By New York Times "Streetscapes"
4. Eugene O'Neill and the Golden Swan
Swan building was demolished for the construction of the Sixth Avenue subway. On June 8, 1934, by permit from the Board of Transportation, Parks was given jurisdiction over this parcel of land, and a playground was opened to the public here on October 14, 1935. The property was officially assigned to Parks by the Board of Estimate on August 27, 1953, and it is one of several small parks in the area that line Sixth Avenue – including the adjacent West 4th Street Courts, Minetta Green, Minetta Square, Minetta Lane Playground, Churchill Square and Charlton Plaza. Continuing in the innovative traditions of the neighborhood, the site was used as a recycling center in the 1980s. The Village Green Recycling Team held a champagne reception here on January 6, 1984 to kick off a program of collecting newspapers, glass, aluminum, and tin for recycling every Saturday. The recycling program ended with the advent of large-scale recycling by the Department of Sanitation in the 1900s.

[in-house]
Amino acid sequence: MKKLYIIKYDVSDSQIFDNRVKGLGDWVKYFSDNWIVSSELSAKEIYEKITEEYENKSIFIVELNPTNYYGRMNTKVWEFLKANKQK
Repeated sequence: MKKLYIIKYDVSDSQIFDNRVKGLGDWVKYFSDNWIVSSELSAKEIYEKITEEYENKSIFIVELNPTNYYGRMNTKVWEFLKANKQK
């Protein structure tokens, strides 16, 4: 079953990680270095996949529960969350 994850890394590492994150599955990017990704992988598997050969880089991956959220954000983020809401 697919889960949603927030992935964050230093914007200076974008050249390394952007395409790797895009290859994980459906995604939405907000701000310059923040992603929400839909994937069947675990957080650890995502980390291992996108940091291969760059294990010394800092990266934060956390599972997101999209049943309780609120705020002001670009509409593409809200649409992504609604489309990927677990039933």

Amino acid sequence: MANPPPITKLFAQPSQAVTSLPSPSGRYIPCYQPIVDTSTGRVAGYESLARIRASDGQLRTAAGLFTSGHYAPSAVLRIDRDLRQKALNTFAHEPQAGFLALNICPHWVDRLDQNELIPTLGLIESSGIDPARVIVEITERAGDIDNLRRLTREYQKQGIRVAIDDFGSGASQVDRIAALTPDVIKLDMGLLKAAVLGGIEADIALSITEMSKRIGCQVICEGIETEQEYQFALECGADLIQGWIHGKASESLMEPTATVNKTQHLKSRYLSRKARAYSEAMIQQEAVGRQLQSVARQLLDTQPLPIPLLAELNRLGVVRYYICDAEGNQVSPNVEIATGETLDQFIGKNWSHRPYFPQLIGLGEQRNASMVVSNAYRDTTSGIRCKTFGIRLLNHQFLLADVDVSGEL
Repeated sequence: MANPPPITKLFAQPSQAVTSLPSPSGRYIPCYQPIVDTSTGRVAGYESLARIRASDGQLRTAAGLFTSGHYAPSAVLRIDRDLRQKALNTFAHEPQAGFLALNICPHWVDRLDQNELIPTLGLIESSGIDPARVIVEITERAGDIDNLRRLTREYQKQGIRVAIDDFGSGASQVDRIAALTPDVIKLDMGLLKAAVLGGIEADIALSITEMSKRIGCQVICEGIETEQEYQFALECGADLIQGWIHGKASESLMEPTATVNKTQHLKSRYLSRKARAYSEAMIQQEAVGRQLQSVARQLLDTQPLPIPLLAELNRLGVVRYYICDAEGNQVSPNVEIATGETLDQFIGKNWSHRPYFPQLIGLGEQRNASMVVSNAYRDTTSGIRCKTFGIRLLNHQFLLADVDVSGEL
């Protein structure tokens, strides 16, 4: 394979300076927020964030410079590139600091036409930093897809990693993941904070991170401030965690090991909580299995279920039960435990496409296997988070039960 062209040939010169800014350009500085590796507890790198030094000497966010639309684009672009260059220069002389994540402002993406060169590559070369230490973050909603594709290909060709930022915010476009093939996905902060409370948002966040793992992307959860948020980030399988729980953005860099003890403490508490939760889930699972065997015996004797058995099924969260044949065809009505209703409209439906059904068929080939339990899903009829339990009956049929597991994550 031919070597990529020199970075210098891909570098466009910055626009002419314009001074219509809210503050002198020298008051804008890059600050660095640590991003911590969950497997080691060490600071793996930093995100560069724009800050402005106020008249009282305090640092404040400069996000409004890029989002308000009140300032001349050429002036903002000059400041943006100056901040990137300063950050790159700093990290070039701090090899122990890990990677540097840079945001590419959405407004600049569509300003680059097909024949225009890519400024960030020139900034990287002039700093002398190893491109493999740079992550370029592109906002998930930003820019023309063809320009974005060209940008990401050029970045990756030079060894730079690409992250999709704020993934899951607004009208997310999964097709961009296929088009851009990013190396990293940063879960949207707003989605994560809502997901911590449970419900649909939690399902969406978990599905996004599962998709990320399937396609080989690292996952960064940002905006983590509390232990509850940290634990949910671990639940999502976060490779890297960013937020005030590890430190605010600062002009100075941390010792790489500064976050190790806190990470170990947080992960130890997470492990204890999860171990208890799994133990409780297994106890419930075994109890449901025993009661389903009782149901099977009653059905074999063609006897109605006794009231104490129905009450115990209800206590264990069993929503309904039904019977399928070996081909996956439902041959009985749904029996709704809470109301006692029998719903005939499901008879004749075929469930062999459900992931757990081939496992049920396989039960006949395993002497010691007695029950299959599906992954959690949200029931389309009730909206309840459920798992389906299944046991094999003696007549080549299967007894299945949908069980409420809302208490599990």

In 1999, Mayor Giuliani contributed $80,000 for a Requirements Contract to begin to turn this formerly bedraggled open patch of asphalt and concrete into a garden. Council Member Christine Quinn allocated $158,000 in additional capital funding to complete the renovation of the garden, including the installation of new granite curbs, an ornamental steel fence, a toolshed and a jardinière urn. Completed
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in winter of 2000, the garden also features bluestone and asphalt block paths, and a number of trees such as the Japanese Dogwood (Cornus kousa), Flowering dogwood (Coirnua florida), Serbian spruce (Picea omorika), Japanese maple (Acer japonica), Dawn redwood (Metasequora glyptostroboides), and Saucer magnolia (Magnolia x soulangiana).

City of New York Parts and Recreation
Michael R. Bloomberg, Mayor
Adrian Benepe, Commissioner June 2001
 
Erected 2001 by City of New York Parts and Recreation.